Mental health is one of the many things that we tend not to rest our thoughts upon unless it effects us or someone close to us directly. But as it is now affecting 1 in 4 of us every year, it is important that we do not shy away from the fact that this is a growing problem. It is estimated that as little as 25% of those suffering with a mental health problem will get the support that they need and deserve.
Many people simply do not know how to approach issues surrounding mental health because they do not understand it. It is far too easy to become afraid of things that we do not understand and as this is not something that, you can physically see or grab a hold of, it often becomes something that people avoid because they feel awkward or embarrassed. Although not deliberate, this attitude only serves to stigmatise an issue that should be treated with sensitivity and respect.
The stigma surrounding mental health is not only ludicrously unfair but it is counter-intuitive. Apart from anything else, mental illness can and does create physical symptoms, but to treat a physical illness with greater respect than a mental illness in the first place is nonsensical, especially given that the perception of pain is controlled by our mind. Everything is controlled by our minds. So why are we not taking more care of, and paying greater attention to, our most vital organ?
Each of us should be far more aware of our own mental wellbeing, and if someone is having particular trouble with this then stigmatising them will only serve to isolate them and likely increase their issues. If a person breaks a bone or contracts a disease, do we simply turn a blind eye to their pain and suffering or do we put a cast around their break and treat their symptoms? Of course, we search for ways to piece them back together until they feel like themselves again, and of course we support them as and when they need it.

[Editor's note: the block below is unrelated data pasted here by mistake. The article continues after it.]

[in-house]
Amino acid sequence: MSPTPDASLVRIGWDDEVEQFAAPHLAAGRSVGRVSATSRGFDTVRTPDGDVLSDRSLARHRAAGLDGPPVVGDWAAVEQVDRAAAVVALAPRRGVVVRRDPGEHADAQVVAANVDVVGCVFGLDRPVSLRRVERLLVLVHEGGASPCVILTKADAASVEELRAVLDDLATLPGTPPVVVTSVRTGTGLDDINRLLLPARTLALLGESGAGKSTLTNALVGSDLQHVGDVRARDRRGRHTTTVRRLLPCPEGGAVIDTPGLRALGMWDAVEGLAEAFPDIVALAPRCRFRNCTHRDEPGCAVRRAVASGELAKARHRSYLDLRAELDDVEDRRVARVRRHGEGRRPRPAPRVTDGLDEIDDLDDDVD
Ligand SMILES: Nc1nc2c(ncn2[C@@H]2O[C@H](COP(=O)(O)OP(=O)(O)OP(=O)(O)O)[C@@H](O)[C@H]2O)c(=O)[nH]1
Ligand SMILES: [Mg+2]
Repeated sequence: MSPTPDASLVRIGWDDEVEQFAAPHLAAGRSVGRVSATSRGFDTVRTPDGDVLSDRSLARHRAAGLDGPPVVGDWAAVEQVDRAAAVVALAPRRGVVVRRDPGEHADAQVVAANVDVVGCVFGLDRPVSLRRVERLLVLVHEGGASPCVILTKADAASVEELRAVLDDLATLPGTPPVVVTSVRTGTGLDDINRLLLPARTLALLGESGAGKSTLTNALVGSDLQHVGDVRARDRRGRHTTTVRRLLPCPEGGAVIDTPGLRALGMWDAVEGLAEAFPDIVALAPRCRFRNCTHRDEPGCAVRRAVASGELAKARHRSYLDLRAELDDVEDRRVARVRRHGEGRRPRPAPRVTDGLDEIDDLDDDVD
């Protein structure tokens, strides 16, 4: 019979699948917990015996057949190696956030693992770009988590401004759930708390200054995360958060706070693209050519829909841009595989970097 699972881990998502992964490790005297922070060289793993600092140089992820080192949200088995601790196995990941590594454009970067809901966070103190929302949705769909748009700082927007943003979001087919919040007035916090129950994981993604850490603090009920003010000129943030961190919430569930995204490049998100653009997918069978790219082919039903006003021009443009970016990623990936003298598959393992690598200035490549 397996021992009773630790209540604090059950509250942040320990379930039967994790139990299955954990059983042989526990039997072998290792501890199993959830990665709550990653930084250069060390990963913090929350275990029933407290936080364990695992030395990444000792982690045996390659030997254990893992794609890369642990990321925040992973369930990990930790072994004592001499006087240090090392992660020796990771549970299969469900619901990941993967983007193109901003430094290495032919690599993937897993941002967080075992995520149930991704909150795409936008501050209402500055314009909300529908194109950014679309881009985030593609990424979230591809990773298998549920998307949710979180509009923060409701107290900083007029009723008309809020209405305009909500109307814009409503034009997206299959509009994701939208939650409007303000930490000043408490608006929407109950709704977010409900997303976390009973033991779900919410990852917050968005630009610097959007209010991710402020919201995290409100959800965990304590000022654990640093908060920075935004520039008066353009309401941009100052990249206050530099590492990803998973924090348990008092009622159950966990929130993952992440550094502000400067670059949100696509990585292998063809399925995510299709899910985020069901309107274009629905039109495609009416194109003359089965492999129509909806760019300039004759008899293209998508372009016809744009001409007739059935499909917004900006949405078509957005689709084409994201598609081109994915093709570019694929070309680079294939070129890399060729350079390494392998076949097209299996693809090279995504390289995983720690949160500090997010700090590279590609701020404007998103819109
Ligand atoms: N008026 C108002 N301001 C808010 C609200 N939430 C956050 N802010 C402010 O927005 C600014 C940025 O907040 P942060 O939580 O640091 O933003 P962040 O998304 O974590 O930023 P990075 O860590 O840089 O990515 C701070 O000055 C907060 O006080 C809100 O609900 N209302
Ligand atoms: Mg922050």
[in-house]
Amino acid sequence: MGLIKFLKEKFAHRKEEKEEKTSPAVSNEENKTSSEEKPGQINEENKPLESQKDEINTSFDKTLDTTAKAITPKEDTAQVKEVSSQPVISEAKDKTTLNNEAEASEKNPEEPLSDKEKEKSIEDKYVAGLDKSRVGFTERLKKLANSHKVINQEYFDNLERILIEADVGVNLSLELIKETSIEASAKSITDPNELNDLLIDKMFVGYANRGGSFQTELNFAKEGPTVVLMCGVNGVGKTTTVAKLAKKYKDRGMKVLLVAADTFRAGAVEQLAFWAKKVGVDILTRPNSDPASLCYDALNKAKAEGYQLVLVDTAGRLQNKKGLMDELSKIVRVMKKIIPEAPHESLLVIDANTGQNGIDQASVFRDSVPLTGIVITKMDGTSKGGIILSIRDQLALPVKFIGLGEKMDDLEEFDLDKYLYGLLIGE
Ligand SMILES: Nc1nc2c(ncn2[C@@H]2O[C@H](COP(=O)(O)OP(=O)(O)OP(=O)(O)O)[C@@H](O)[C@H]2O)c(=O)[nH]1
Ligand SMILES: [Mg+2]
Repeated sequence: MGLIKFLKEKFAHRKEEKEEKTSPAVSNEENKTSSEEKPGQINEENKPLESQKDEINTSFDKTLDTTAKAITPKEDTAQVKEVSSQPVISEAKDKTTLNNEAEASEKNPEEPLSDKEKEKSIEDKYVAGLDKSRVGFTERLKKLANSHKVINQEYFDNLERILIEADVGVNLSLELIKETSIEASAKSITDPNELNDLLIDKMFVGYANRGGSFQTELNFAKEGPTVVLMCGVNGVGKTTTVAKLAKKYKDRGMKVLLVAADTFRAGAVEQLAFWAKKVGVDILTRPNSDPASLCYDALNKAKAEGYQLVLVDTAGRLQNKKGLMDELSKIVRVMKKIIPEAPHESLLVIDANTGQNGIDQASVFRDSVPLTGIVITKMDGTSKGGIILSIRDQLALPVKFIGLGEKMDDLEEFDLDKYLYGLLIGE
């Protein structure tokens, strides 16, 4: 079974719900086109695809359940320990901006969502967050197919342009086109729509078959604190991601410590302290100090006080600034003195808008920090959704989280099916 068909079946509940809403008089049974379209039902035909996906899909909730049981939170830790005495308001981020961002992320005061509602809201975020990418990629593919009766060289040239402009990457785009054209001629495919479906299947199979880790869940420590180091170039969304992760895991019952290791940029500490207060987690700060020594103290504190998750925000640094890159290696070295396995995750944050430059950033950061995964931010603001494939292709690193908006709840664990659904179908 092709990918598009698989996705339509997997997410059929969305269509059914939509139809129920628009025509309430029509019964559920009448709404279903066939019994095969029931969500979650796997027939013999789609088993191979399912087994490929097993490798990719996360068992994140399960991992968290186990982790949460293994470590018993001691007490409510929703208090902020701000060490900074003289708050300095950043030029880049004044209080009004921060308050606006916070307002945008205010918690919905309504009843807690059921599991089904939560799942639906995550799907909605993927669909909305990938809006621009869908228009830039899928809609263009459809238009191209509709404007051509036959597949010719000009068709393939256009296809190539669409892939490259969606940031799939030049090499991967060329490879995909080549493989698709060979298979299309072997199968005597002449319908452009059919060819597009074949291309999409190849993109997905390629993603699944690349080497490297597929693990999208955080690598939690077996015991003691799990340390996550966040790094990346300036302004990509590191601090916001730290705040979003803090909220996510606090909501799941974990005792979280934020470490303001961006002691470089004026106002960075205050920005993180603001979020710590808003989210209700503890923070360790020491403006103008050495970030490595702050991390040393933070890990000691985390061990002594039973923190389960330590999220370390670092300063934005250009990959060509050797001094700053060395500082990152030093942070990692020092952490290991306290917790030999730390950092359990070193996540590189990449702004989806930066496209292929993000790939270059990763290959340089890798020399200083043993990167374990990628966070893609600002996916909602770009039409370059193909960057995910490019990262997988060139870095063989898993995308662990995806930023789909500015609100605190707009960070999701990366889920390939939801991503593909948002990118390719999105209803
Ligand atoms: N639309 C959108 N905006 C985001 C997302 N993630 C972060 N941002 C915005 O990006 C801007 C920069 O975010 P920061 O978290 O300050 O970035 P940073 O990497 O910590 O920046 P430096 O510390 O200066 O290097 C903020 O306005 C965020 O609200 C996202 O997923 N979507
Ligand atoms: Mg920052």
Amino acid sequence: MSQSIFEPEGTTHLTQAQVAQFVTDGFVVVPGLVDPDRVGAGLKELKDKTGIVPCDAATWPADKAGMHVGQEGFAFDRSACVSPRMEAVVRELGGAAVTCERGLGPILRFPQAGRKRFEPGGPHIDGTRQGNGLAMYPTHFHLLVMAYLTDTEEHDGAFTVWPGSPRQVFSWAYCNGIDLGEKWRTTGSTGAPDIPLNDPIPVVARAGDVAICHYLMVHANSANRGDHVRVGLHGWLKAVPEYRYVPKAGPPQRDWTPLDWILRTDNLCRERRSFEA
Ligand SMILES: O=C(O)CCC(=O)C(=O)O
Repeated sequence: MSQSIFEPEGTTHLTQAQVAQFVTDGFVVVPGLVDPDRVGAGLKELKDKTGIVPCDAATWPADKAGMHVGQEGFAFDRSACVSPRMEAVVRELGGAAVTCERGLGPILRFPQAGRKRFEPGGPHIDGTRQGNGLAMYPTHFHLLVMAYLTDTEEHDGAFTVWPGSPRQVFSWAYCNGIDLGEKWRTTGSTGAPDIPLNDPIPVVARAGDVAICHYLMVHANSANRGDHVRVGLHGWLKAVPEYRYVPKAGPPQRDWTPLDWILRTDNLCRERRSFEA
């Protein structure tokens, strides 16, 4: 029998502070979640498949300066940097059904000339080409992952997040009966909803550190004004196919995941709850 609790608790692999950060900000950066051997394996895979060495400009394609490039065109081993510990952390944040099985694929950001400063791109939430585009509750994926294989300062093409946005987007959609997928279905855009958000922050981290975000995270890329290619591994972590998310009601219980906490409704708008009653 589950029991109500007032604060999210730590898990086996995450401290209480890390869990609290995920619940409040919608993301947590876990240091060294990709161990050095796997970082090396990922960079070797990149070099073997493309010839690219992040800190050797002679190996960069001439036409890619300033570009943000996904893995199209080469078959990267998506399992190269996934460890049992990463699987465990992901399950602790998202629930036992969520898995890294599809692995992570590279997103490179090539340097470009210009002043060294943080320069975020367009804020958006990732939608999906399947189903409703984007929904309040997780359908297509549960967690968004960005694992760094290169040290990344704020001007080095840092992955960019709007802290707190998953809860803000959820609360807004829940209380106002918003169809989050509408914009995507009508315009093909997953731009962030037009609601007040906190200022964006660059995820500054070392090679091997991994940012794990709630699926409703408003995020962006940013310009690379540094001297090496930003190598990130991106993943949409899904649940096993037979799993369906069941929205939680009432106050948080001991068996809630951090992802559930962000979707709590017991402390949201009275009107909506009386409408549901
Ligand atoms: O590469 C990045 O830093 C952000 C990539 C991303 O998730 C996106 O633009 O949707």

Mental illness can manifest itself in many ways and it is not always easy for others to fully understand what it is that those who suffer from things such as anxiety or depression are going through. And as such, it can leave people feeling isolated, afraid and alone. Try to imagine becoming scared of how your mind, and subsequently your body, will respond to everyday situations, and then you get one step closer to understanding. It is not the fear of leaving the house, it is the fear that leaving the relative safety of your home means that you can no longer control the situation and may no longer be able to control your own reactions. It is the fear that people will then witness these reactions and you will have to try and explain something to them which you yourself are struggling to fully understand.
I cannot claim to be an expert on the subject myself, however I have seen people close to me struggle with situations like these; I have seen them scared of their symptoms but also scared of the reactions of other people. A bad response can only really come from someone who is uneducated about a subject and to be honest none of us were taught how to recognise, let alone effectively help, someone with a mental health problem.
As with any issue, awareness is key. Many people will spend months or years of their lives struggling more than they need to be, simply because they do not know what it is that they are going through or how easily they may be able to get help. Our minds are beautiful, powerful and complicated. They are unique, wonderful but also scary. But above all they are important. Far too many people are needlessly suffering because they do not have access to the information, advice and support they need and deserve to get well and stay well.
We must improve education surrounding mental health in our schools so that children can understand and spot these issues in themselves and others from an early age. We must continue to increase awareness, knowledge and understanding at all levels of education in order to stop those who are suffering being afraid to open up, and to stop those around them being afraid to ask. And we must rid our societies of the stigma which purports silence as an acceptable response to this growing problem.
During the last parliament, funding for mental health was cut dramatically in real terms, which is frankly appalling, and Theresa May’s pledge of allegiance in July to those suffering with mental health problems means very little if she does not credibly invest in improving the lives of those who need it. As for the rest of us, we never know who might be going through what, so we must be kind to one another always, and aspire to be someone who people feel they can lean on. And for those who are struggling, don’t give up and never be afraid to open up. World Mental Health day is a fantastic day aimed at raising global awareness and advocacy, but let’s hope that by this time next year credible steps have been made towards greater understanding and support for those who need it.